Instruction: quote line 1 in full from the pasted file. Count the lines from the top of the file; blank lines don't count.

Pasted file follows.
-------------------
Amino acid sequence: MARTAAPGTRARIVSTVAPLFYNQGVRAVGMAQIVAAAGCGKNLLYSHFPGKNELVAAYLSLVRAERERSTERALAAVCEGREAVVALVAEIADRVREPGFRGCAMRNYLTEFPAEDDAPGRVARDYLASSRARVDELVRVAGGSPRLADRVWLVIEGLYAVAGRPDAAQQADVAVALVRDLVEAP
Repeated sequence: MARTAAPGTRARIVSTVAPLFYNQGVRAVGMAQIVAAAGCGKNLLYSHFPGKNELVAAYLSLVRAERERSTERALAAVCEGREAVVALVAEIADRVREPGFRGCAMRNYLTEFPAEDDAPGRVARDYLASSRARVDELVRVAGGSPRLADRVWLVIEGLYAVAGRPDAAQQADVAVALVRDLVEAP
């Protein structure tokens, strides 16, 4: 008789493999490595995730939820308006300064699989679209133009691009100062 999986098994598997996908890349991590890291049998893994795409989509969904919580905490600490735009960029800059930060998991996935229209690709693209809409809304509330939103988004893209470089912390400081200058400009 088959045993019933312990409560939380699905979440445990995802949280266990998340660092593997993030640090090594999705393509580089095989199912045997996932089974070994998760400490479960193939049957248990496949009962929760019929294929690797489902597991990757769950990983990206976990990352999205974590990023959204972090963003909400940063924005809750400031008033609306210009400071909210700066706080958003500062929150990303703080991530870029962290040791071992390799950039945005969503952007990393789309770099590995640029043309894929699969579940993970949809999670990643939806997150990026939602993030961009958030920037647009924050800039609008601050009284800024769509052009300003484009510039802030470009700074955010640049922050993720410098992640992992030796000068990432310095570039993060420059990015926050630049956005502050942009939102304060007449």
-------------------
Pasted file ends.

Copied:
Amino acid sequence: MARTAAPGTRARIVSTVAPLFYNQGVRAVGMAQIVAAAGCGKNLLYSHFPGKNELVAAYLSLVRAERERSTERALAAVCEGREAVVALVAEIADRVREPGFRGCAMRNYLTEFPAEDDAPGRVARDYLASSRARVDELVRVAGGSPRLADRVWLVIEGLYAVAGRPDAAQQADVAVALVRDLVEAP